Finlaggan ancient ruins on Islay Scotland

Unearthing our Island’s Ancient History

Ancient carving found at Finlaggan Islay
Group attending Islay Archaeology Week activity
Group attending Islay Archaeology Week activity
Stone cross at Kilnave Chapel, Islay

Islay History and Archaeology

The Scottish island of Islay is the southernmost of the Inner Hebrides. Our pizza restaurant, Peatzeria, is located in Bowmore, its beautiful capital. Here, we are surrounded by history going back about 12,000 years. So, today we’re looking at ancient Islay history and fascinating Scottish archaeological finds.

Early Settlers

The earliest inhabitants of Islay were hunter-gatherers in around 10,000 BC, at the end of the Ice Age and into the Mesolithic Period.

From the 6th century AD, the kin group Cenél nÓengusa of the Dál Riata Gaelic Kingdom, ruled Islay. Its people were mostly farmers, producing oats and barley and breeding livestock.

The Vikings arrived from Scandanavia in the 9th century, destroying Dál Riata and taking control. Under Norse rule, Islay and the Western Isles were independent of the Scottish Kingdom.

It wasn’t until the 12th century that Scotland began to reclaim its islands, with the help of the warrior Somerled. By 1493, Islay was under full Scottish rule.

Archaeological Finds

Archaeologists have discovered many Mesolithic artefacts on the island. These include tools and weapons, preserved animal bones and a piece of charred hazelnut shell. But a recent discovery of Ice Age tools pushed the known history of Islay back by about 3,000 years to around 10,000 BC. You can see some amazing pre-historic artefacts at the Museum of Islay Life in Port Charlotte.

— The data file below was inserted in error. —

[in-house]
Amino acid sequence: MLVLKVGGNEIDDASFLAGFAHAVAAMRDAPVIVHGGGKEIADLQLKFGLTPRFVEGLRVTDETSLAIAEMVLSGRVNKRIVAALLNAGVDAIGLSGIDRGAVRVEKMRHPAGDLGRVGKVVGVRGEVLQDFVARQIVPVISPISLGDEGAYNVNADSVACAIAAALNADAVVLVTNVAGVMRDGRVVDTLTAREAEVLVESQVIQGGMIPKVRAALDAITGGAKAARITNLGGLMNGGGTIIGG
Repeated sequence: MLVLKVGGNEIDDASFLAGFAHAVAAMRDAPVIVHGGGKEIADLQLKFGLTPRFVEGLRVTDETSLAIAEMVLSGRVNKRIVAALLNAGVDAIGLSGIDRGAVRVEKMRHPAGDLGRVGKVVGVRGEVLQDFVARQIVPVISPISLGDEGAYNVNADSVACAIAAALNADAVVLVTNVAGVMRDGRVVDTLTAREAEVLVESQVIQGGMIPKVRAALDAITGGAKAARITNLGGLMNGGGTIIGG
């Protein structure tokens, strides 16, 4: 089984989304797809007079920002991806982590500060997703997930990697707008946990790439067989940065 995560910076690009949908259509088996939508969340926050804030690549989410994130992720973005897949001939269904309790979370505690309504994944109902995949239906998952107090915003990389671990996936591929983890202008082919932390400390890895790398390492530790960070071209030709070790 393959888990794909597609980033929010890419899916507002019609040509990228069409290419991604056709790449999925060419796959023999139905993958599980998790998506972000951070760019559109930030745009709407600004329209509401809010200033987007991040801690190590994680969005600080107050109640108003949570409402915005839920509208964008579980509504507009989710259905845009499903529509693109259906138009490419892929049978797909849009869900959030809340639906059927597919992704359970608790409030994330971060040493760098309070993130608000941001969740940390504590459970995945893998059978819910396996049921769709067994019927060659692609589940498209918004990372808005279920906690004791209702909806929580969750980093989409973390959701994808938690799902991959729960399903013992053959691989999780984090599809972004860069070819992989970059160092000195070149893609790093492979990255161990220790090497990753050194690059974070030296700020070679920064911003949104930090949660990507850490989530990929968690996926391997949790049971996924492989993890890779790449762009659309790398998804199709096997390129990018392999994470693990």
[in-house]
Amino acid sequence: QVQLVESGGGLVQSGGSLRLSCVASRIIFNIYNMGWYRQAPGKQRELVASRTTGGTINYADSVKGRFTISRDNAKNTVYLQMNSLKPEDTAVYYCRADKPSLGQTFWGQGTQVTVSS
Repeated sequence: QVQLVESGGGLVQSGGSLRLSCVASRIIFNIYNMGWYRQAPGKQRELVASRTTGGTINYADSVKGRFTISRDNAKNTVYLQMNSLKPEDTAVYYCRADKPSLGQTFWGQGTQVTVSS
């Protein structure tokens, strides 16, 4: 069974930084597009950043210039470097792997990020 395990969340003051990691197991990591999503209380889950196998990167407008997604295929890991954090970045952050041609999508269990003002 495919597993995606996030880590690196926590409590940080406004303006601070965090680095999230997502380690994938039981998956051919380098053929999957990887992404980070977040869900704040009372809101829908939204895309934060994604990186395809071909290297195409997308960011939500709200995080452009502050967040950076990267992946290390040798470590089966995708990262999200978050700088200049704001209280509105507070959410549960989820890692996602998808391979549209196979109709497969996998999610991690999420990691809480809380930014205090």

There are several sites showing evidence of human life on Islay throughout the pre-historic age. Look out for standing stones around the island, which were used as markers and memorials. There are also ancient burial chambers and Iron Age forts. See a list of pre-historic sites and monuments here.

There are also many medieval and historic sites. For example, Finlaggan, in the north east of Islay, was the seat of the Lord of the Isles and of Clan Donald from the 13th century until 1493. You can visit Finlaggan Museum on site, which showcases many artefacts from archaeological digs of the area.

Islay Heritage 

The island is fortunate to have its own charity, Islay Heritage, which is dedicated to finding out more about Islay’s past and how it can be explored and enjoyed by everyone.

Islay Archaeology Week is their annual event that begins on the day of the Islay Show every August and lasts for a week. Here, you can take part in archaeology talks, walks, site visits, experimental displays and other activities. So, this is a fantastic time to visit Islay for those interested in the history of our island. Next year’s event will run from 8th August 2019.

In addition to Islay Archaeology Week, Islay Heritage runs various projects, such as research excavations at Dunyvaig Castle and Rubha Port an t-Seilich. You can find out more on the Islay Heritage website.

Stay and Explore

If you’re planning a visit to our ancient island to learn more about Islay history, take a look at our lovely B&B, Tarbert House, located in Bowmore on Islay. And don’t forget to call in and see us at Peatzeria for a delicious meal over-looking stunning Lochindaal,. We’d love to hear about the discoveries you’ve made!

Pre-historic standing stone on Islay Scotland
Group attending Islay Archaeology Week activity
Lagavulin Bay and Dunyvaig Castle on the coastline of Islay
Eilean Mor Loch Finlaggan

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